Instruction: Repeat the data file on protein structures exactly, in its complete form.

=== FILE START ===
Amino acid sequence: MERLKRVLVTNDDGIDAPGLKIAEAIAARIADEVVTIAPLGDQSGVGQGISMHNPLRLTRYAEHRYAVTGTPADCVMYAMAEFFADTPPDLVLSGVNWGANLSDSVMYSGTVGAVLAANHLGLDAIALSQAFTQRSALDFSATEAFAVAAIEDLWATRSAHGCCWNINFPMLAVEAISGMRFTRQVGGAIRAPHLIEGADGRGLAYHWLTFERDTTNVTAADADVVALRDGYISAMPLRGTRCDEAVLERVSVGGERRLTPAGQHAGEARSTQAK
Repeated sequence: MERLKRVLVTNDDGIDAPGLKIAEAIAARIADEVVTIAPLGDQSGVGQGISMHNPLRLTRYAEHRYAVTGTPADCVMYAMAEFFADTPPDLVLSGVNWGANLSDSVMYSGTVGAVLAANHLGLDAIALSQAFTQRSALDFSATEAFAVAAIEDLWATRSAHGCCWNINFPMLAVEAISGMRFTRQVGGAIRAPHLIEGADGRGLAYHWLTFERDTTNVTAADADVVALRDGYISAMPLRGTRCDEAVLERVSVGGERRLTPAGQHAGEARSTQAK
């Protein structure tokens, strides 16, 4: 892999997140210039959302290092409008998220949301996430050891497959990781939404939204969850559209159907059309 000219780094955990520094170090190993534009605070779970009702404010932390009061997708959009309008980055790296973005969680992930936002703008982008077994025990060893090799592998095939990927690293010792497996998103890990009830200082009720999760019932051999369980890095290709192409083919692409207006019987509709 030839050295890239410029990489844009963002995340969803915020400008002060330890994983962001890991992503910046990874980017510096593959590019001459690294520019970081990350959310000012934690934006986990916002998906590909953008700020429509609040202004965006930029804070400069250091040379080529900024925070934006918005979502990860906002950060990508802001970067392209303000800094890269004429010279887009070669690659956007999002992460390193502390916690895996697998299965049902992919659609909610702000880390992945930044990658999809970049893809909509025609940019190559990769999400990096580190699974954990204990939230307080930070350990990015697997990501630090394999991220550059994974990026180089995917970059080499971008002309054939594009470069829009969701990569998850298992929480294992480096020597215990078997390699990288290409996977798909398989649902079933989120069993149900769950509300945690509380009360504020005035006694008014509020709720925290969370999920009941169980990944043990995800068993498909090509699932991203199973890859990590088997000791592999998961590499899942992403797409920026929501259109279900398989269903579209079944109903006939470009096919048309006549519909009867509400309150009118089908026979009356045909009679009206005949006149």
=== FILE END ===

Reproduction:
Amino acid sequence: MERLKRVLVTNDDGIDAPGLKIAEAIAARIADEVVTIAPLGDQSGVGQGISMHNPLRLTRYAEHRYAVTGTPADCVMYAMAEFFADTPPDLVLSGVNWGANLSDSVMYSGTVGAVLAANHLGLDAIALSQAFTQRSALDFSATEAFAVAAIEDLWATRSAHGCCWNINFPMLAVEAISGMRFTRQVGGAIRAPHLIEGADGRGLAYHWLTFERDTTNVTAADADVVALRDGYISAMPLRGTRCDEAVLERVSVGGERRLTPAGQHAGEARSTQAK
Repeated sequence: MERLKRVLVTNDDGIDAPGLKIAEAIAARIADEVVTIAPLGDQSGVGQGISMHNPLRLTRYAEHRYAVTGTPADCVMYAMAEFFADTPPDLVLSGVNWGANLSDSVMYSGTVGAVLAANHLGLDAIALSQAFTQRSALDFSATEAFAVAAIEDLWATRSAHGCCWNINFPMLAVEAISGMRFTRQVGGAIRAPHLIEGADGRGLAYHWLTFERDTTNVTAADADVVALRDGYISAMPLRGTRCDEAVLERVSVGGERRLTPAGQHAGEARSTQAK
């Protein structure tokens, strides 16, 4: 892999997140210039959302290092409008998220949301996430050891497959990781939404939204969850559209159907059309 000219780094955990520094170090190993534009605070779970009702404010932390009061997708959009309008980055790296973005969680992930936002703008982008077994025990060893090799592998095939990927690293010792497996998103890990009830200082009720999760019932051999369980890095290709192409083919692409207006019987509709 030839050295890239410029990489844009963002995340969803915020400008002060330890994983962001890991992503910046990874980017510096593959590019001459690294520019970081990350959310000012934690934006986990916002998906590909953008700020429509609040202004965006930029804070400069250091040379080529900024925070934006918005979502990860906002950060990508802001970067392209303000800094890269004429010279887009070669690659956007999002992460390193502390916690895996697998299965049902992919659609909610702000880390992945930044990658999809970049893809909509025609940019190559990769999400990096580190699974954990204990939230307080930070350990990015697997990501630090394999991220550059994974990026180089995917970059080499971008002309054939594009470069829009969701990569998850298992929480294992480096020597215990078997390699990288290409996977798909398989649902079933989120069993149900769950509300945690509380009360504020005035006694008014509020709720925290969370999920009941169980990944043990995800068993498909090509699932991203199973890859990590088997000791592999998961590499899942992403797409920026929501259109279900398989269903579209079944109903006939470009096919048309006549519909009867509400309150009118089908026979009356045909009679009206005949006149």